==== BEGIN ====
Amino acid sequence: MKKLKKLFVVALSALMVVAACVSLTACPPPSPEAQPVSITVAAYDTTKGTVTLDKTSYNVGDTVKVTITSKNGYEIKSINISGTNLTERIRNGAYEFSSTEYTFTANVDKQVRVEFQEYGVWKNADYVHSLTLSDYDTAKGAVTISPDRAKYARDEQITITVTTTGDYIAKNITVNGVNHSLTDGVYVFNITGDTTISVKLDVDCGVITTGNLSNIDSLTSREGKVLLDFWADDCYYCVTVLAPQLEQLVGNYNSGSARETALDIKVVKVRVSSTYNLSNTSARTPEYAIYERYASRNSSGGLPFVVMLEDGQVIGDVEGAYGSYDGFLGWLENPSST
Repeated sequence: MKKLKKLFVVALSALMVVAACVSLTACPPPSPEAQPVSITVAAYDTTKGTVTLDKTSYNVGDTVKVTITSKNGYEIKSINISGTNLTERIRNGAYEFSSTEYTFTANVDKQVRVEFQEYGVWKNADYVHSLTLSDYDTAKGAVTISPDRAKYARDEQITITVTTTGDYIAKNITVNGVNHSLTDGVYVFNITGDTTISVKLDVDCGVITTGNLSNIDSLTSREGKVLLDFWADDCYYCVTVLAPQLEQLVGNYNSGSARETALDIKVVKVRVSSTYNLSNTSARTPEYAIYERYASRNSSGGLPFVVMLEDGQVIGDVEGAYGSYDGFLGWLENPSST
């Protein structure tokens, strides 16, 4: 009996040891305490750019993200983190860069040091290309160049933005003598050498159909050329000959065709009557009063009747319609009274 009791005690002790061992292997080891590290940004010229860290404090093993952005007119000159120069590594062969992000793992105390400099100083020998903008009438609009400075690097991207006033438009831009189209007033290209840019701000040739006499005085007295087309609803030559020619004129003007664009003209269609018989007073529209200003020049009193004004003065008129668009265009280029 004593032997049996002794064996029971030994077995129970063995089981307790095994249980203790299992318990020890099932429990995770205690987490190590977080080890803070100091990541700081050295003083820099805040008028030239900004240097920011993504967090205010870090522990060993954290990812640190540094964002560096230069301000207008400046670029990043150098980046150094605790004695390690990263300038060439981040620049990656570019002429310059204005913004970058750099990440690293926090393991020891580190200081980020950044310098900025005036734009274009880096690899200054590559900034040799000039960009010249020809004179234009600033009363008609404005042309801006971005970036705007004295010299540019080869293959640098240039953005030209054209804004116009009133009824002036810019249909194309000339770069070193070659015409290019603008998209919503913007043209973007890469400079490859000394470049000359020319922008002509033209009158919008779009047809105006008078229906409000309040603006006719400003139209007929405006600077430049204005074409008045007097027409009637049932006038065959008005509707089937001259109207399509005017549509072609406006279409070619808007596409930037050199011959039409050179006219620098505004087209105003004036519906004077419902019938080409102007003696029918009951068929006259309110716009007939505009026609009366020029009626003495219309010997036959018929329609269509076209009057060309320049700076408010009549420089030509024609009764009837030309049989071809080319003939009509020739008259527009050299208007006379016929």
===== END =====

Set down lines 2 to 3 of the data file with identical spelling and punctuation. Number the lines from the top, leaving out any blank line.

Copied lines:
Repeated sequence: MKKLKKLFVVALSALMVVAACVSLTACPPPSPEAQPVSITVAAYDTTKGTVTLDKTSYNVGDTVKVTITSKNGYEIKSINISGTNLTERIRNGAYEFSSTEYTFTANVDKQVRVEFQEYGVWKNADYVHSLTLSDYDTAKGAVTISPDRAKYARDEQITITVTTTGDYIAKNITVNGVNHSLTDGVYVFNITGDTTISVKLDVDCGVITTGNLSNIDSLTSREGKVLLDFWADDCYYCVTVLAPQLEQLVGNYNSGSARETALDIKVVKVRVSSTYNLSNTSARTPEYAIYERYASRNSSGGLPFVVMLEDGQVIGDVEGAYGSYDGFLGWLENPSST
């Protein structure tokens, strides 16, 4: 009996040891305490750019993200983190860069040091290309160049933005003598050498159909050329000959065709009557009063009747319609009274 009791005690002790061992292997080891590290940004010229860290404090093993952005007119000159120069590594062969992000793992105390400099100083020998903008009438609009400075690097991207006033438009831009189209007033290209840019701000040739006499005085007295087309609803030559020619004129003007664009003209269609018989007073529209200003020049009193004004003065008129668009265009280029 004593032997049996002794064996029971030994077995129970063995089981307790095994249980203790299992318990020890099932429990995770205690987490190590977080080890803070100091990541700081050295003083820099805040008028030239900004240097920011993504967090205010870090522990060993954290990812640190540094964002560096230069301000207008400046670029990043150098980046150094605790004695390690990263300038060439981040620049990656570019002429310059204005913004970058750099990440690293926090393991020891580190200081980020950044310098900025005036734009274009880096690899200054590559900034040799000039960009010249020809004179234009600033009363008609404005042309801006971005970036705007004295010299540019080869293959640098240039953005030209054209804004116009009133009824002036810019249909194309000339770069070193070659015409290019603008998209919503913007043209973007890469400079490859000394470049000359020319922008002509033209009158919008779009047809105006008078229906409000309040603006006719400003139209007929405006600077430049204005074409008045007097027409009637049932006038065959008005509707089937001259109207399509005017549509072609406006279409070619808007596409930037050199011959039409050179006219620098505004087209105003004036519906004077419902019938080409102007003696029918009951068929006259309110716009007939505009026609009366020029009626003495219309010997036959018929329609269509076209009057060309320049700076408010009549420089030509024609009764009837030309049989071809080319003939009509020739008259527009050299208007006379016929």